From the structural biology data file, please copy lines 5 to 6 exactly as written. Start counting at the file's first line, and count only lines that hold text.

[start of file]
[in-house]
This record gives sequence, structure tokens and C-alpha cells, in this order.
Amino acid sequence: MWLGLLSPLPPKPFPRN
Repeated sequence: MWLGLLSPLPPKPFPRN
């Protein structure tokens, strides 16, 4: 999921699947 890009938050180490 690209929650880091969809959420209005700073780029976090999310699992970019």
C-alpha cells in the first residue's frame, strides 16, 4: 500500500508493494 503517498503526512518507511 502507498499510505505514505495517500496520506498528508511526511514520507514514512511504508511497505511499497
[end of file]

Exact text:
């Protein structure tokens, strides 16, 4: 999921699947 890009938050180490 690209929650880091969809959420209005700073780029976090999310699992970019």
C-alpha cells in the first residue's frame, strides 16, 4: 500500500508493494 503517498503526512518507511 502507498499510505505514505495517500496520506498528508511526511514520507514514512511504508511497505511499497